With little to report on the effects of Brexit on the ground in Portugal, other issues relating to Portugal and the EU are coming to the fore.
After such a furore around the UK’s Brexit vote, the aftermath has felt surprisingly anticlimactic. The simple fact is that nothing concrete has really happened since the “Leave” vote was cast back in June. Sure, there’s been political turmoil in the UK, including a new Prime Minister and Cabinet, with the controversial appointment of Boris Johnson as Foreign Secretary. Of the invocation of Article 50 and the formal start of Brexit, however, the theme is one of frustrating inertia.
The Portuguese Prime Minister has offered some reassurance that Brits will remain welcome in the country
For expats in Portugal it’s “business as usual.” The Portuguese Prime Minister has offered some reassurance that Brits will remain welcome in the country (something Theresa May has controversially refused to fully reciprocate) and there’s not much that Brits in Portugal can currently do except watch and wait. And enjoy themselves of course, in the balmy autumnal warmth.
Other EU problems?
With the European Union firmly digging its heels in and refusing to allow any discussion of Brexit terms until the UK’s intention to leave is formally declared, thoughts turn to disarray that’s emerging elsewhere in the EU.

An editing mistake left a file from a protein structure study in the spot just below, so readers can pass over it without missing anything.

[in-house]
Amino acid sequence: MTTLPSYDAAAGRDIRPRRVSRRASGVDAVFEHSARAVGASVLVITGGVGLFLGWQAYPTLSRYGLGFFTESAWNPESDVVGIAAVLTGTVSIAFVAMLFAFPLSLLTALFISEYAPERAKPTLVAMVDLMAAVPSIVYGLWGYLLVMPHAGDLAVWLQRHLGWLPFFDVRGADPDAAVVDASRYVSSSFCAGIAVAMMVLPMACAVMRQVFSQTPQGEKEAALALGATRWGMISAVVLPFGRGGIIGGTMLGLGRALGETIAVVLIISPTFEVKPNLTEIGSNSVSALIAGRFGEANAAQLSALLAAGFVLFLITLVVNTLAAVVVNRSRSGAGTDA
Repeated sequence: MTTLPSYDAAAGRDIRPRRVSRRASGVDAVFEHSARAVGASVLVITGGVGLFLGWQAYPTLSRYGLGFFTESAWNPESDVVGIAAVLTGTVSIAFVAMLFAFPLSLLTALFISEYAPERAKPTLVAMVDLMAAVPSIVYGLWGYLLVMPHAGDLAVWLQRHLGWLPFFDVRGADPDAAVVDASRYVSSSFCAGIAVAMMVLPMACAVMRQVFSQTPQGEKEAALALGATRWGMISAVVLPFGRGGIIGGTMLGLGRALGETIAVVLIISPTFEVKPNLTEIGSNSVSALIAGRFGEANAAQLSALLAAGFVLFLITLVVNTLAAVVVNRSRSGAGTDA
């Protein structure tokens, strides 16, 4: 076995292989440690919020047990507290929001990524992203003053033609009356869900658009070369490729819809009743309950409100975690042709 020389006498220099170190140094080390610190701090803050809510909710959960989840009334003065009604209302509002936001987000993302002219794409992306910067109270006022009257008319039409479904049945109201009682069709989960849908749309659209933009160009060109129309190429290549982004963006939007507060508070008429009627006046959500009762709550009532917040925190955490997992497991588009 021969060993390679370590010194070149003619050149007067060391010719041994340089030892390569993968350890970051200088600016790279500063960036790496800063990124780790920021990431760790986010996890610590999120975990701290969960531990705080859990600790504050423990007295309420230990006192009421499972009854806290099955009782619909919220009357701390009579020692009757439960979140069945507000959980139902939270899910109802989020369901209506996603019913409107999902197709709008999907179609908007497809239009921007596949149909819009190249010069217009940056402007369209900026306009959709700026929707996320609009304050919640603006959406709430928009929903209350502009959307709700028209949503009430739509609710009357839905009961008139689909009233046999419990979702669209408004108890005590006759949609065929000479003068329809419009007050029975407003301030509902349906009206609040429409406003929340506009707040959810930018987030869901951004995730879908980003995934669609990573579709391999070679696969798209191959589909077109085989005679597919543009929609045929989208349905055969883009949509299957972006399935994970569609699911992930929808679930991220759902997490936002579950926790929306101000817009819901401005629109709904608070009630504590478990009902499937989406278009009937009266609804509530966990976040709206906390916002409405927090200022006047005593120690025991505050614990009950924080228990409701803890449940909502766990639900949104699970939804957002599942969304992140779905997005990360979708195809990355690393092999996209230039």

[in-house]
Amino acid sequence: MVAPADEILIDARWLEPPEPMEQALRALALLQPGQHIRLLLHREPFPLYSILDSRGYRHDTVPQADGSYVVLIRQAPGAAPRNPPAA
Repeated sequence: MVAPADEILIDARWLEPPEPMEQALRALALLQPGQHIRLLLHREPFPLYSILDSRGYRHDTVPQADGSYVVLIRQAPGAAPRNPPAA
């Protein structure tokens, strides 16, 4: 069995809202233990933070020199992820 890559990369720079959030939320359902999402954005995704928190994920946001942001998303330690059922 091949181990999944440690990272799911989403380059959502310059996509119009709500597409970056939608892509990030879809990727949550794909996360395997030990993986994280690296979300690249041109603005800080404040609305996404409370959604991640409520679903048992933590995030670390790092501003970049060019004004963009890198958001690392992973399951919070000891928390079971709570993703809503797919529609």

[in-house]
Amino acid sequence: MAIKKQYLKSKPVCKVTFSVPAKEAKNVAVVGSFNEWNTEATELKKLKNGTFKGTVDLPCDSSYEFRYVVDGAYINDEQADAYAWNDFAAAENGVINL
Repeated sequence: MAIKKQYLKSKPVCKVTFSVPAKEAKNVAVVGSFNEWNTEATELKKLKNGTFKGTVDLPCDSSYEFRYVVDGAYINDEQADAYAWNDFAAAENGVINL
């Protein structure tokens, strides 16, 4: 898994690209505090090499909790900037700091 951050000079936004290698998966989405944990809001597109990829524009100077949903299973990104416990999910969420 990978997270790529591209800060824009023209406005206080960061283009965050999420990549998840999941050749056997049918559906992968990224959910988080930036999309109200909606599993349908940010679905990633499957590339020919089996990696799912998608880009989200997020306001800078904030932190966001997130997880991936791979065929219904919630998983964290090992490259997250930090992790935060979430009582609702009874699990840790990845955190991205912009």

France and Germany both have elections next year that could dramatically impact those countries’ attitude towards the Union. Meanwhile, Hungary and Luxembourg are involved in a war of words concerning their attitudes to, respectively, refugees and tax avoidance.
Just before an EU summit in Bratislava last week, The Portugal Resident discussed the possibility of Portugal facing a “showdown” with its EU neighbours.
Despite a solid upturn in the property market and a record-breaking year for tourism, Portugal continues its struggle to regain true economic stability. Rumours of a potential second bailout have reached fever pitch, and it seems hard to imagine how a return to austerity would suit the current government, which campaigned on its anti-cut stance.
Rumours of a potential second bailout have reached fever pitch.
Some pundits surmise that there’s a growing gulf in ideology between the “Club Med” countries (Portugal, Italy, Spain, France, Greece, Malta and Cyprus) and Northern Europe’s weaker nations. Is it possible that this division could pose a more pressing threat than Brexit?
All of this uncertainty suggests that calmly watching and waiting is probably exactly what expats in Portugal should be doing. With Hungary, France and Germany all soon to be more focused on their own internal politics than those of the EU, there’s a chance Brexit won’t be the EU’s biggest concern in the coming months. Exactly what might happen with so many factors in play is impossible to predict.